11. dav1dz

    dav1dz Mu-43 Top Veteran

    Nov 6, 2012
    Yongnuo RF-603 II triggers must have the Mark II moniker to work with YN560 III. I'm not sure about the RF-602 compatibility, sorry.

    Canon or Nikon models of either the flash or the trigger doesn't matter. It is a manual flash and trigger system with only centre pin for firing. The Nikon 1, 2, 3 or Canon 1, 2, 3, denotes which cable is bundled with the package. The cable will work for E-M1 if you bought the correct one, but E-M5 doesn't have a PC sync port.
  12. Yoda

    Yoda Mu-43 Rookie

    Apr 10, 2014
    Forgive my ignorance I dont know what a Pc sync port is, does this mean that these triggers will not work with an EM5 :/ someone must have a solution to this to be honest its doing my head in lol
  13. Darren Bonner

    Darren Bonner Mu-43 All-Pro

    May 1, 2013
    Poole UK
    Sorry, slight error on my part, the 602 trigger works, the 603 does not apparently, but the 603 II's do work.
    You don't need a cable to fire the flash remotely, however you can get this cable, the Pixel CL-UC1 from Amazon, which you connect the trigger to the camera, you can use the spare remote trigger to fire the flash and camera remotely or just the camera by itself.
    A picture can easily explain.
    [​IMG]20141028_204634 by Darren Bonner, on Flickr
  14. NoTan2

    NoTan2 Mu-43 Regular

    Mar 16, 2014
    Newcastle NSW Australia
    Real Name:
    I have a 560II and a 568EX (Nikon version) and a set of Cactus V5s. I originally bought them for my D7000 but used them a couple of weekends ago with my E-M5 for my mother's 90th birthday. Worked perfectly. (both were off-camera).
    I have tried the 560 directly in the hotshoe on the E-M5 and it worked (again manual only). I wouldn't try it with the 568EX as it has extra contacts for Nikon TTL (useless for Olympus) which might cause some issues. I never use on-camera flash (or TTL) anyway.

    Not even sure why I bought the 568EX as it was much more expensive than 560's. I find a DSLR with a largish flash fitted to be too heavy for me anyway.

    Cactus V5 are reasonably priced in Australia.
  15. Linh

    Linh Mu-43 All-Pro

    Apr 14, 2009
    Maryland, US
    Just to reiterate Darren, the 603 II triggers work without modification. The 603 (original) needs some pins jumped, but it does work if you hack it.

    Additionally, the YN560TX is the remote power control for the 560 III's and also works fine with at least Olympus, but pretty sure it'll work on anything.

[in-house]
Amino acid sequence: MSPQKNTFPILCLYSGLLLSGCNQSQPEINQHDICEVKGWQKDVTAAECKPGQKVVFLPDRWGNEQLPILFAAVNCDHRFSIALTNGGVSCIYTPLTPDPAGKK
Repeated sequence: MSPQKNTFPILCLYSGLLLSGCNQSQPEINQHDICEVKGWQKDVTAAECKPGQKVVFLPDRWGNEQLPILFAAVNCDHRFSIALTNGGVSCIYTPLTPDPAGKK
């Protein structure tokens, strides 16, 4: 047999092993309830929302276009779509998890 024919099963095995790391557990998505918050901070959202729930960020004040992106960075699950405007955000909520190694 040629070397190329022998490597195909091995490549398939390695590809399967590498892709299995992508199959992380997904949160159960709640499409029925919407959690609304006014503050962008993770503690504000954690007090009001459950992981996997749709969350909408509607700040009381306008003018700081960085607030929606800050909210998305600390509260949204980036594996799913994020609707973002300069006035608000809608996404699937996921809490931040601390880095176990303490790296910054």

16. wjiang

    wjiang Mu-43 Hall of Famer

    I'm using YN560-IIIs triggered using a YN560-TX remote control unit on my E-M5, both Canon versions. The ability to do remote power control and zoom is so awesome!
    I've also triggered them optically using other flashes - another YN560-III, FL-LM2 (kind of pathetic range outside, especially when you can't swivel the FL-LM2), as well as the Nissin i40 (much better).
  17. RamblinR

    RamblinR Mu-43 Top Veteran

    Aug 16, 2012
    Sunshine Coast, Qld Australia
    Real Name:
    Do yourself a favour and get the YN560TX now. One flash will do for now but when you add more you can control them all from the TX module on the top of your camera. This really is extremely helpful and all of us that have purchased the YN560tx will sing its praises so I suggest buying is now. Once you get the knack of flash and off camera lighting you will love it and manual is the way to go with it. Don't worry about a soft box unless you can get one cheap. You definitely need a shoot through umbrella, light stand and flash adapter to fit the flash to the stand (beware that there are better ones of these and they are worth the bit extra).

    Have fun.
  18. Yoda

    Yoda Mu-43 Rookie

    Apr 10, 2014
    Thanks for all the advice guys seems like im going to go with the yongnuo 560 III flash (canon version) with the rf -603c II triggers (Canon version) or the YN560-TX (Canon version) remote control. Does the 560TX remote control work differently? do they have receivers at all?
  19. Yoda

    Yoda Mu-43 Rookie

    Apr 10, 2014
    Dont bother answering that ive just checked out a video on youtube, thanks for everyones help :smile:
  20. inkista

    inkista Mu-43 Veteran

    Jan 13, 2012
    San Diego, CA